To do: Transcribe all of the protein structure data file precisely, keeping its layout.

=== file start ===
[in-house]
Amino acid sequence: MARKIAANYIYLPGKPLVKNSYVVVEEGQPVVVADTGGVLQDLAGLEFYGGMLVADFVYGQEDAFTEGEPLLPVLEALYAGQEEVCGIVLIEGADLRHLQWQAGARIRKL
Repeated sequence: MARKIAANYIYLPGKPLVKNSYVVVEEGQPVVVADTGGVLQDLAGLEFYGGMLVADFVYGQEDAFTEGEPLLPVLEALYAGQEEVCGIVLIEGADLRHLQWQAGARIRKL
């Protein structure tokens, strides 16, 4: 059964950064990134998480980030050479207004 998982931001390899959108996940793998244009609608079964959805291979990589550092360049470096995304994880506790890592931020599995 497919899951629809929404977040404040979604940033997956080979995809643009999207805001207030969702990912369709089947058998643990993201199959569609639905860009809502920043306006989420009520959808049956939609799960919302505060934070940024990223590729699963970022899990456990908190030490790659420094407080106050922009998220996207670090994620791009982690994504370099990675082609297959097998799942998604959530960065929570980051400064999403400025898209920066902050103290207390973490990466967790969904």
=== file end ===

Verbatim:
[in-house]
Amino acid sequence: MARKIAANYIYLPGKPLVKNSYVVVEEGQPVVVADTGGVLQDLAGLEFYGGMLVADFVYGQEDAFTEGEPLLPVLEALYAGQEEVCGIVLIEGADLRHLQWQAGARIRKL
Repeated sequence: MARKIAANYIYLPGKPLVKNSYVVVEEGQPVVVADTGGVLQDLAGLEFYGGMLVADFVYGQEDAFTEGEPLLPVLEALYAGQEEVCGIVLIEGADLRHLQWQAGARIRKL
């Protein structure tokens, strides 16, 4: 059964950064990134998480980030050479207004 998982931001390899959108996940793998244009609608079964959805291979990589550092360049470096995304994880506790890592931020599995 497919899951629809929404977040404040979604940033997956080979995809643009999207805001207030969702990912369709089947058998643990993201199959569609639905860009809502920043306006989420009520959808049956939609799960919302505060934070940024990223590729699963970022899990456990908190030490790659420094407080106050922009998220996207670090994620791009982690994504370099990675082609297959097998799942998604959530960065929570980051400064999403400025898209920066902050103290207390973490990466967790969904």